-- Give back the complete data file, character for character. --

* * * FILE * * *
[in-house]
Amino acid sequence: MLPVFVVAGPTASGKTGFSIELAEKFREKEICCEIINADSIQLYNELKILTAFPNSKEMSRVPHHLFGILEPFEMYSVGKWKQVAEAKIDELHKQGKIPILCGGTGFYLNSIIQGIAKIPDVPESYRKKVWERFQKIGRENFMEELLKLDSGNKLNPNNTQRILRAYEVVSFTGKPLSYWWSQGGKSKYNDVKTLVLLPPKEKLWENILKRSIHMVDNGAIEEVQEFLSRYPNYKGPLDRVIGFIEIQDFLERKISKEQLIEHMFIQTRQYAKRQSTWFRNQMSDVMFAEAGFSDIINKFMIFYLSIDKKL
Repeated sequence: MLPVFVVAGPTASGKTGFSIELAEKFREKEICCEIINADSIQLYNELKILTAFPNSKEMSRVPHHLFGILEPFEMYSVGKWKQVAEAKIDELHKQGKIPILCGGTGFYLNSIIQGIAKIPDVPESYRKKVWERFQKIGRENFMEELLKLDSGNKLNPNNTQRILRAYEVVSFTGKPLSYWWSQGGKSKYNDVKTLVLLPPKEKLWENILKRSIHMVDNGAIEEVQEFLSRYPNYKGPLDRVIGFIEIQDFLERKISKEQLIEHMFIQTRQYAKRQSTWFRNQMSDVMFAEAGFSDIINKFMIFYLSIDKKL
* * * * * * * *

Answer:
[in-house]
Amino acid sequence: MLPVFVVAGPTASGKTGFSIELAEKFREKEICCEIINADSIQLYNELKILTAFPNSKEMSRVPHHLFGILEPFEMYSVGKWKQVAEAKIDELHKQGKIPILCGGTGFYLNSIIQGIAKIPDVPESYRKKVWERFQKIGRENFMEELLKLDSGNKLNPNNTQRILRAYEVVSFTGKPLSYWWSQGGKSKYNDVKTLVLLPPKEKLWENILKRSIHMVDNGAIEEVQEFLSRYPNYKGPLDRVIGFIEIQDFLERKISKEQLIEHMFIQTRQYAKRQSTWFRNQMSDVMFAEAGFSDIINKFMIFYLSIDKKL
Repeated sequence: MLPVFVVAGPTASGKTGFSIELAEKFREKEICCEIINADSIQLYNELKILTAFPNSKEMSRVPHHLFGILEPFEMYSVGKWKQVAEAKIDELHKQGKIPILCGGTGFYLNSIIQGIAKIPDVPESYRKKVWERFQKIGRENFMEELLKLDSGNKLNPNNTQRILRAYEVVSFTGKPLSYWWSQGGKSKYNDVKTLVLLPPKEKLWENILKRSIHMVDNGAIEEVQEFLSRYPNYKGPLDRVIGFIEIQDFLERKISKEQLIEHMFIQTRQYAKRQSTWFRNQMSDVMFAEAGFSDIINKFMIFYLSIDKKL